‘Muslims at Work’ Summit

‘Muslims at Work’ Summit

March 26, 2015

Equal Employment Commissioner Dr Jackie Blue will address the Muslims at Work in New Zealand summit at AUT University on 1 April, describing how organisations seek to incorporate religion in their workplace.

Other speakers include Kevin Jenkins, managing director of MartinJenkins, Sheikh Rafat, the imam at AUT, Anne Lee and Fetiya Mohammed from the Umma Trust, New Zealand’s first ethnic police inspector Rakesh Naidoo, and Mohamud Mohamed Managing Director, Ethnic Perspective Advisory Services.

Topics covered by speakers will include the Muslim concept of work, what work success means to Muslims and the experience of Muslim women in the workplace.

Muslims at Work in New Zealand is convened by AUT Professor of Diversity Edwina Pio and aims to improve understanding of, and provision for, the growing Muslim workforce in New Zealand.

“The summit aims to dispel myths, shed light on the Islamic culture and create understanding of the diversity within our Muslim workforce,” says Professor Pio.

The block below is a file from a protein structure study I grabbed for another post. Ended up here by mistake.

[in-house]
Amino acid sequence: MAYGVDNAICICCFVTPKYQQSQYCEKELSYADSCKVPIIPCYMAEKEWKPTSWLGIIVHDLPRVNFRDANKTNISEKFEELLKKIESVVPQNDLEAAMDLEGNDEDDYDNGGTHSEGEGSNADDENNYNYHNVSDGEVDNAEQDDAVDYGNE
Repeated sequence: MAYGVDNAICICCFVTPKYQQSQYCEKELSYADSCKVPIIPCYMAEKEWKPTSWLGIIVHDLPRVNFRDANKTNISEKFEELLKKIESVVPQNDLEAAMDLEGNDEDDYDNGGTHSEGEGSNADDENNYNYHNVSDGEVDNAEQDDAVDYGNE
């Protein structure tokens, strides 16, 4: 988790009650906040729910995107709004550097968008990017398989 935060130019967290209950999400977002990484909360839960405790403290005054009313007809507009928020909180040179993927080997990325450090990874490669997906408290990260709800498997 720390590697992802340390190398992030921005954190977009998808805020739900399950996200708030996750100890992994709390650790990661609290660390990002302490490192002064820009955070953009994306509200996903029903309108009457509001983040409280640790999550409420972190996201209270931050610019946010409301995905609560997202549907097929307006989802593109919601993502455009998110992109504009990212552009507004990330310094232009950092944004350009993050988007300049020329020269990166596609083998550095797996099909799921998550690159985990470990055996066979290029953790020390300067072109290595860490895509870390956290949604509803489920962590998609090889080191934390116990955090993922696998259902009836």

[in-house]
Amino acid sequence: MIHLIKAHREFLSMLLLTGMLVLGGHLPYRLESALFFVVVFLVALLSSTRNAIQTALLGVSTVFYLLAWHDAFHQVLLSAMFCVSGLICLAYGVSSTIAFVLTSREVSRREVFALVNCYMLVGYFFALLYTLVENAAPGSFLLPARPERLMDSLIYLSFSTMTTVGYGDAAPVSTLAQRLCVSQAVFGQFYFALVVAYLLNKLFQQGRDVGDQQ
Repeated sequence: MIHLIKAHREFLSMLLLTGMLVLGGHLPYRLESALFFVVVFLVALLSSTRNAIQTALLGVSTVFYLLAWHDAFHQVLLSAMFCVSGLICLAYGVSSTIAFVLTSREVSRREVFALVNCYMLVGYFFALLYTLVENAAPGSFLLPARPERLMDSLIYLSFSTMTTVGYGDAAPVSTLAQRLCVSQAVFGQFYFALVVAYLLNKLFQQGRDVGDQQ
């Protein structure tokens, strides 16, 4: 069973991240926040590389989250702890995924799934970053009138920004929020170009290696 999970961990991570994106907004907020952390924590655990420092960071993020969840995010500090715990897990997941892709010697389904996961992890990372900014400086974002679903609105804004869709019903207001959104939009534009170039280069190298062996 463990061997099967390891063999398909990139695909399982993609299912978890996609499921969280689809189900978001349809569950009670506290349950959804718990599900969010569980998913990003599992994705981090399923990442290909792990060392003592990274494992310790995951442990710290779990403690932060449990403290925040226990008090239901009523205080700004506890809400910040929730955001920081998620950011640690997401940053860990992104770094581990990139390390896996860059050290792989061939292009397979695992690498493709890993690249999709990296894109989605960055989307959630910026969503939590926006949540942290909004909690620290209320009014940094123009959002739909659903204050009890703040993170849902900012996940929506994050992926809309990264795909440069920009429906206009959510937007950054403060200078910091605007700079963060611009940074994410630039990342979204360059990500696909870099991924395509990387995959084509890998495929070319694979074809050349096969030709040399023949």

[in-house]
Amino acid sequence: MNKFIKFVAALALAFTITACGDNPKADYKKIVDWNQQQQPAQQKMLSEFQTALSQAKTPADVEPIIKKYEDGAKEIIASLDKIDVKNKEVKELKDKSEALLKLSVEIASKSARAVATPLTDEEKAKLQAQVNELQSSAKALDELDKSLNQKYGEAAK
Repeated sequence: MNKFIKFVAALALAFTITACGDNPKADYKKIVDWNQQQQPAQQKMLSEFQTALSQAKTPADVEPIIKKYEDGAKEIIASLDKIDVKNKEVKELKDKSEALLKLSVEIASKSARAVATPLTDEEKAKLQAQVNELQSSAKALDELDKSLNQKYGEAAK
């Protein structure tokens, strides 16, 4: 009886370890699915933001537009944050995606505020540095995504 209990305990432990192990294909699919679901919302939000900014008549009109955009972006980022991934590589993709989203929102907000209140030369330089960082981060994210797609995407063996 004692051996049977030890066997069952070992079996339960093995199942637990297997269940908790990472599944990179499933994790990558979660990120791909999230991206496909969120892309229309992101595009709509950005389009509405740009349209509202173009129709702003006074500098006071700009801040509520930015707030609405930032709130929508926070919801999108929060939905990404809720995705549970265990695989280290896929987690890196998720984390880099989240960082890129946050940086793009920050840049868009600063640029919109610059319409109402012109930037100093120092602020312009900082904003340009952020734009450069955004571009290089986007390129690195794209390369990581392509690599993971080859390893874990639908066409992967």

“By sharing information and research we want to encourage delegates to promote understanding and positive change at an individual, organisational and national level. The more than 46,000 Muslims in New Zealand have a lot in common but they are also a diverse group, hailing from more than 50 countries, and crossing the spectrum of socio economic status, skills and education.”

“The Human Rights Commission welcomes this discussion on Muslims in the workplace. This forum provides the chance to discuss important challenges and opportunities. Education and awareness is critical to building a greater understanding for all New Zealanders,” says Race Relations Commissioner, Dame Susan Devoy.

The Summit is supported by the Office of Ethnic Communities, the Human Rights Commission and the NZ Police.

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EEO Commissioner Dr Jackie Blue will address the 'Muslims at Work in New Zealand' summit at AUT University on 1 April, describing how organisations seek to incorporate religion in their workplace.

Posted by New Zealand Human Rights Commission on Sunday, 29 March 2015

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